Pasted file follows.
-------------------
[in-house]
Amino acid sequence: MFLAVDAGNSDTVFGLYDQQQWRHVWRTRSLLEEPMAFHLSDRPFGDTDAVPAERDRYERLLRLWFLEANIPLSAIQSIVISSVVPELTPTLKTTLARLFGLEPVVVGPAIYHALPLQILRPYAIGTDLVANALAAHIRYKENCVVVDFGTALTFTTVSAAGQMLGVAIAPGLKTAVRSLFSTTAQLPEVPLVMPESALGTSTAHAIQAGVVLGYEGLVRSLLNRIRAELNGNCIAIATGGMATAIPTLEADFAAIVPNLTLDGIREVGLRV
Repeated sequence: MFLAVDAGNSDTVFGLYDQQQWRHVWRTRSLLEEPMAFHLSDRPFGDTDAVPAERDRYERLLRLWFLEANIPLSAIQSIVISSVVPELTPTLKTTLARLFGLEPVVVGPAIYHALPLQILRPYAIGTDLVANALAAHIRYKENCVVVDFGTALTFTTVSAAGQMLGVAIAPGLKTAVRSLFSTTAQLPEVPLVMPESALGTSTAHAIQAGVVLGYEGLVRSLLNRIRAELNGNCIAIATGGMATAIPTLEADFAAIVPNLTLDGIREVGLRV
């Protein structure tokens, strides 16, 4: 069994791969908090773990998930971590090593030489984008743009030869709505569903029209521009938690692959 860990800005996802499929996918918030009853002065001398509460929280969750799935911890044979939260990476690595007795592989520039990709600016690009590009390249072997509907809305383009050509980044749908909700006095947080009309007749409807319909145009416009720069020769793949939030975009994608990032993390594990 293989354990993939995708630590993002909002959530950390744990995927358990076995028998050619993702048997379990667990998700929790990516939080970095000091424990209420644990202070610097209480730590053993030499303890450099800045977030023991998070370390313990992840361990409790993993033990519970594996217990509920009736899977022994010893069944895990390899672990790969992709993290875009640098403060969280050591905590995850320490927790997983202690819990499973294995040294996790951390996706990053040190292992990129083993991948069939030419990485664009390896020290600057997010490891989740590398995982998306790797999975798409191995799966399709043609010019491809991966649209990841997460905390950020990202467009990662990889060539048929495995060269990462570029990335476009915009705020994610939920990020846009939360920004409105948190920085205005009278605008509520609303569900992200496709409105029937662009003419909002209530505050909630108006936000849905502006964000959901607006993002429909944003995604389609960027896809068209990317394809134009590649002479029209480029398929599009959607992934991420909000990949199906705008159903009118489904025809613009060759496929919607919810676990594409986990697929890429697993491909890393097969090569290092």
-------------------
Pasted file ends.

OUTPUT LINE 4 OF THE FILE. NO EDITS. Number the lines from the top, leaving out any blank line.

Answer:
């Protein structure tokens, strides 16, 4: 069994791969908090773990998930971590090593030489984008743009030869709505569903029209521009938690692959 860990800005996802499929996918918030009853002065001398509460929280969750799935911890044979939260990476690595007795592989520039990709600016690009590009390249072997509907809305383009050509980044749908909700006095947080009309007749409807319909145009416009720069020769793949939030975009994608990032993390594990 293989354990993939995708630590993002909002959530950390744990995927358990076995028998050619993702048997379990667990998700929790990516939080970095000091424990209420644990202070610097209480730590053993030499303890450099800045977030023991998070370390313990992840361990409790993993033990519970594996217990509920009736899977022994010893069944895990390899672990790969992709993290875009640098403060969280050591905590995850320490927790997983202690819990499973294995040294996790951390996706990053040190292992990129083993991948069939030419990485664009390896020290600057997010490891989740590398995982998306790797999975798409191995799966399709043609010019491809991966649209990841997460905390950020990202467009990662990889060539048929495995060269990462570029990335476009915009705020994610939920990020846009939360920004409105948190920085205005009278605008509520609303569900992200496709409105029937662009003419909002209530505050909630108006936000849905502006964000959901607006993002429909944003995604389609960027896809068209990317394809134009590649002479029209480029398929599009959607992934991420909000990949199906705008159903009118489904025809613009060759496929919607919810676990594409986990697929890429697993491909890393097969090569290092």